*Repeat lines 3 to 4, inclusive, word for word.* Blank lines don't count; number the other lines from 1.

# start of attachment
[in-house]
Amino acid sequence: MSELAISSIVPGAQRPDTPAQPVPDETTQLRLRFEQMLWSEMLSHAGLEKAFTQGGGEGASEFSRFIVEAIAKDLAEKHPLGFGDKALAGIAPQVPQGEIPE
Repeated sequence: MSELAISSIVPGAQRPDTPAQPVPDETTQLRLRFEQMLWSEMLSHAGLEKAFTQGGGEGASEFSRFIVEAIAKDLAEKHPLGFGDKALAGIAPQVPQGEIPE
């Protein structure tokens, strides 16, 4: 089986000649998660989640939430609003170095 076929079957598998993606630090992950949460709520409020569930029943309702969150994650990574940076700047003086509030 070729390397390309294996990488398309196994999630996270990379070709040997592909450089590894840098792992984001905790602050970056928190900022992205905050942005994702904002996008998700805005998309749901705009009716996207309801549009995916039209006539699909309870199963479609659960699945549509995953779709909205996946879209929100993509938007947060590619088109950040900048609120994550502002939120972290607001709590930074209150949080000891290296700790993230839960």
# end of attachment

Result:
Repeated sequence: MSELAISSIVPGAQRPDTPAQPVPDETTQLRLRFEQMLWSEMLSHAGLEKAFTQGGGEGASEFSRFIVEAIAKDLAEKHPLGFGDKALAGIAPQVPQGEIPE
């Protein structure tokens, strides 16, 4: 089986000649998660989640939430609003170095 076929079957598998993606630090992950949460709520409020569930029943309702969150994650990574940076700047003086509030 070729390397390309294996990488398309196994999630996270990379070709040997592909450089590894840098792992984001905790602050970056928190900022992205905050942005994702904002996008998700805005998309749901705009009716996207309801549009995916039209006539699909309870199963479609659960699945549509995953779709909205996946879209929100993509938007947060590619088109950040900048609120994550502002939120972290607001709590930074209150949080000891290296700790993230839960």